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  • ISSN: 2373-9312
    Volume 4, Issue 1
    Case Report
    Agata Bizzocchi* and Dominik Metz
    Abstract
    Infantile hypertrophic pyloric stenosis (IHPS) is one of the most common gastrointestinal disorders requiring abdominal surgery in infancy. Whilst the operation is relatively routine and complications are low in developed countries, in resource poor settings, the condition can be fatal due to lack of paediatric surgeons and neonatal aneasthetists in most hospitals. However, current WHO guidance advises only to refer urgently for paediatric surgery if available.
    In this case report we present a case of pyloric stenosis in a medium sized (district, 150 bed) hospital in Tanzania. The case was managed medically given the lack of paediatric surgery possibilities and unavalia-bility of transfer. The patient was successfully managed with Atropine. We propose medical management of pyloric stenosis could be an effective solution for the condition in resource poor countries.
    Vikrant VK, Gursev Sandlas, Hemanshi Shah*, Deepa Peswani
    Abstract
    Batteries are an integral part of modern lifestyle. There is little awareness about their disposal. Apart from being an environmental hazard, in the hands of children these can be potentially catastrophic. We describe a case of blast injury due to battery explosion with discussion regarding their safe disposal.
    Mini Review
    Ahmed M Eliwa*
    Abstract
    Abdominal pain is a common presentation to a various abdominal and extra-abdominal diseases in children. Most of urologic disorders may present in children with abdominal pain yet, their presentation may be atypical and confusing. Pediatrician and primary care giver must have high index of suspicion for these disorders. Good interpretation of the clinical manifestation and appropriate acquisition of suitable laboratory and radiologic investigations are the keys to accurate diagnosis of an abnormality in the child'surogenital tract. Urological disorders that may cause abdominal pain in children may include some common disorders such as: -urinary tract obstruction and hydronephrosis –urinary tract infections –tumors and trauma of the urinary tract -other conditions.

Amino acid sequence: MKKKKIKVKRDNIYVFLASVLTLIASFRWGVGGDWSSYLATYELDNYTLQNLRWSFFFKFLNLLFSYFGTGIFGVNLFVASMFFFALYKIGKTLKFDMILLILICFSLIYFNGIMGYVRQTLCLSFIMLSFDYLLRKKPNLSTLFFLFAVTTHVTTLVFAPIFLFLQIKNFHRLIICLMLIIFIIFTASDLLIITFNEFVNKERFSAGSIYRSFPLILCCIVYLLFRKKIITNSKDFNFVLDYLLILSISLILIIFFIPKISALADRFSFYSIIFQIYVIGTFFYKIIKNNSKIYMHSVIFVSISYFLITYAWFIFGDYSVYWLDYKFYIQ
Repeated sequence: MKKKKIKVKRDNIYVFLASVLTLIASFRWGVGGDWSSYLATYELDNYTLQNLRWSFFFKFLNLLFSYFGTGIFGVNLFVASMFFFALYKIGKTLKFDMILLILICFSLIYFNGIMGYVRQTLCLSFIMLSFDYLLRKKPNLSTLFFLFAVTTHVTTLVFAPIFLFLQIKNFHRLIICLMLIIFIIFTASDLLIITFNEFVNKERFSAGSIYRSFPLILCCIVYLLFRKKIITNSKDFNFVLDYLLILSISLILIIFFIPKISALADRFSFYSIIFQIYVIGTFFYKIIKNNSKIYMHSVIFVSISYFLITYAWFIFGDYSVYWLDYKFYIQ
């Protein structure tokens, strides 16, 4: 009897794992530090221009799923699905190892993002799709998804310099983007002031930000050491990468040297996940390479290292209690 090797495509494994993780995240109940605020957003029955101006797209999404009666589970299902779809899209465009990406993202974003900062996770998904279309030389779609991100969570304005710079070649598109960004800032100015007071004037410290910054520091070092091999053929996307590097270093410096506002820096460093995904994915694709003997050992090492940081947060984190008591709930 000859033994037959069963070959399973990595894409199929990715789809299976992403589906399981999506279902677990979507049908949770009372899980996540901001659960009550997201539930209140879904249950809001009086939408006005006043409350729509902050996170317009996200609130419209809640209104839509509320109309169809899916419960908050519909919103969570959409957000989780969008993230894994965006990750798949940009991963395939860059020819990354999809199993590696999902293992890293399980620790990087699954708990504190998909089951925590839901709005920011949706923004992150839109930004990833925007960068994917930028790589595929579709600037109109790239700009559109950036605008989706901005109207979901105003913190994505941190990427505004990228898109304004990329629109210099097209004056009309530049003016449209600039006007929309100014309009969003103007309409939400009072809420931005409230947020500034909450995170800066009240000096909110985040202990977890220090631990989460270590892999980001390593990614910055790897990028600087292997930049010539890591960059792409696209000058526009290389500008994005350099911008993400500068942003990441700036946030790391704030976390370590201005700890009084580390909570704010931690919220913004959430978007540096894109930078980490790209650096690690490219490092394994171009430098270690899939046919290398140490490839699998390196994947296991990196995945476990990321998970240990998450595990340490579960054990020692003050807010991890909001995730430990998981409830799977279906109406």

Research Article
    Vega Mata N, Lopez Gutierrez JC, Vazquez Estevez J, Miguel Ferrero M, Diaz Gonzalez M
    Abstract
    Background: Despite the proven efficacy and safety of beta-blockers in the management of infantile hemangiomas (IH), there are still many patients requiring surgical treatment. The aim of our study is to analize the current indications for surgical treatment of IH in the era of propranolol.
    Methods: This is a retrospective study from 2009 until 2014, including 45 children (38 females and 7 males) referred from other centers to our institution for surgical treatment of an IH. Epidemiological, clinical and treatment data were collected and variables analyzed.
    Results: Of the 45 patients included in the study, 22 patients were not offered any treatment as it was not considered necessary, 16 were treated with a systemic b-blocker, 3 patients, despite being considered candidates for propranolol therapy, refused it for fear of potential adverse side effects and the remaining 4 received an alternative treatment. The average age of patients at their first visit to surgery consultation was 32.41 months (SD 36.71), the average age of initiation of treatment with propranolol was 10.58 months (SD 7.99) and the average age at time of surgery was 29.11 months (SD 16.10).
    Conclusion: No indication for propranolol treatment or the delays in its administration are the main current causes of surgical treatment of IH. Therefore it is important to improve protocols to establish more effective and preventative guidelines that would reduce the need for subsequent surgery.
    Clinical Image
    Vázquez-Herrera NE*, Sharma D, Tosti A
    Abstract
    Loose anagen hair syndrome (LAHS) is a hair disorder that is caused by defective anchorage of the hair shaft to the follicle and primarily affects children. Diagnosis is made clinically by painless plucking of hair that does not grow long and confirmed by a trichogram with distrophic anagen hairs. Short anagen hair syndrome (SAHS) is another hair condition in which anagen phase has a short duration and as a result, patients present with very short hair and often complain of increased shedding. In this second pathology, pull test shows extraction of telogen hairs with a pointed tip. Both of these diseases must be considered in pediatric patients that present with a complaint of hair that does not grow long.
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